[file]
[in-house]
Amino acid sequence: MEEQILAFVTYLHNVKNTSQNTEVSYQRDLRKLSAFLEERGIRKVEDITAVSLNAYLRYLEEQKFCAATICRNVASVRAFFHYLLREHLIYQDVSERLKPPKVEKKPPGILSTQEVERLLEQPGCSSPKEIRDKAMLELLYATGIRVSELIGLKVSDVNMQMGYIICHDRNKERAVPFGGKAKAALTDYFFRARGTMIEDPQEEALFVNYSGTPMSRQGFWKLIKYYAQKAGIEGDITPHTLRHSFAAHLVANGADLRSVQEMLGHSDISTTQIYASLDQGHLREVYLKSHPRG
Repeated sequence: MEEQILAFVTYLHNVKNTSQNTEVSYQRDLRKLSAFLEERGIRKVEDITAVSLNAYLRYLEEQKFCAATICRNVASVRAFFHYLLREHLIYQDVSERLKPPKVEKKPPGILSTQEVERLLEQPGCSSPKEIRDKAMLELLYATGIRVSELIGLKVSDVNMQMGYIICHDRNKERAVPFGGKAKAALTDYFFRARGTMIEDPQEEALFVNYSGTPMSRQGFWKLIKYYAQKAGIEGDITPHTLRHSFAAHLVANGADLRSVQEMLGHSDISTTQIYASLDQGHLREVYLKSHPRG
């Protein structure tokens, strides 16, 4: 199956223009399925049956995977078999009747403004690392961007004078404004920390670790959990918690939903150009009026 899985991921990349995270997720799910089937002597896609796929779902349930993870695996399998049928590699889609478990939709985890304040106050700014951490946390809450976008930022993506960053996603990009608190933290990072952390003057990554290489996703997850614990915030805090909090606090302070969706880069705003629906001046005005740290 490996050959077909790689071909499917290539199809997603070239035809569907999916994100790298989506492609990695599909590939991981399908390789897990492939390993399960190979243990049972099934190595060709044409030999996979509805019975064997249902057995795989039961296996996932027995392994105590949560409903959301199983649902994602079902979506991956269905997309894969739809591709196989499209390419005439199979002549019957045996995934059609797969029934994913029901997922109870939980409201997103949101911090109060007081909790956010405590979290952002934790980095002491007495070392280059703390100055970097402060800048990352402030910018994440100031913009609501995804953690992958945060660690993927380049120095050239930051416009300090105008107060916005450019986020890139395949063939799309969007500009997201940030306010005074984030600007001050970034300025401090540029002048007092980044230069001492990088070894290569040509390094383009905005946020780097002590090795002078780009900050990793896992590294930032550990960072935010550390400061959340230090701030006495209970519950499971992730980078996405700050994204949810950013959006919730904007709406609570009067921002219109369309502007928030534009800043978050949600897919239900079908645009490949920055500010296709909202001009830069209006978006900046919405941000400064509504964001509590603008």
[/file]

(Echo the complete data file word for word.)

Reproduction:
[in-house]
Amino acid sequence: MEEQILAFVTYLHNVKNTSQNTEVSYQRDLRKLSAFLEERGIRKVEDITAVSLNAYLRYLEEQKFCAATICRNVASVRAFFHYLLREHLIYQDVSERLKPPKVEKKPPGILSTQEVERLLEQPGCSSPKEIRDKAMLELLYATGIRVSELIGLKVSDVNMQMGYIICHDRNKERAVPFGGKAKAALTDYFFRARGTMIEDPQEEALFVNYSGTPMSRQGFWKLIKYYAQKAGIEGDITPHTLRHSFAAHLVANGADLRSVQEMLGHSDISTTQIYASLDQGHLREVYLKSHPRG
Repeated sequence: MEEQILAFVTYLHNVKNTSQNTEVSYQRDLRKLSAFLEERGIRKVEDITAVSLNAYLRYLEEQKFCAATICRNVASVRAFFHYLLREHLIYQDVSERLKPPKVEKKPPGILSTQEVERLLEQPGCSSPKEIRDKAMLELLYATGIRVSELIGLKVSDVNMQMGYIICHDRNKERAVPFGGKAKAALTDYFFRARGTMIEDPQEEALFVNYSGTPMSRQGFWKLIKYYAQKAGIEGDITPHTLRHSFAAHLVANGADLRSVQEMLGHSDISTTQIYASLDQGHLREVYLKSHPRG
């Protein structure tokens, strides 16, 4: 199956223009399925049956995977078999009747403004690392961007004078404004920390670790959990918690939903150009009026 899985991921990349995270997720799910089937002597896609796929779902349930993870695996399998049928590699889609478990939709985890304040106050700014951490946390809450976008930022993506960053996603990009608190933290990072952390003057990554290489996703997850614990915030805090909090606090302070969706880069705003629906001046005005740290 490996050959077909790689071909499917290539199809997603070239035809569907999916994100790298989506492609990695599909590939991981399908390789897990492939390993399960190979243990049972099934190595060709044409030999996979509805019975064997249902057995795989039961296996996932027995392994105590949560409903959301199983649902994602079902979506991956269905997309894969739809591709196989499209390419005439199979002549019957045996995934059609797969029934994913029901997922109870939980409201997103949101911090109060007081909790956010405590979290952002934790980095002491007495070392280059703390100055970097402060800048990352402030910018994440100031913009609501995804953690992958945060660690993927380049120095050239930051416009300090105008107060916005450019986020890139395949063939799309969007500009997201940030306010005074984030600007001050970034300025401090540029002048007092980044230069001492990088070894290569040509390094383009905005946020780097002590090795002078780009900050990793896992590294930032550990960072935010550390400061959340230090701030006495209970519950499971992730980078996405700050994204949810950013959006919730904007709406609570009067921002219109369309502007928030534009800043978050949600897919239900079908645009490949920055500010296709909202001009830069209006978006900046919405941000400064509504964001509590603008």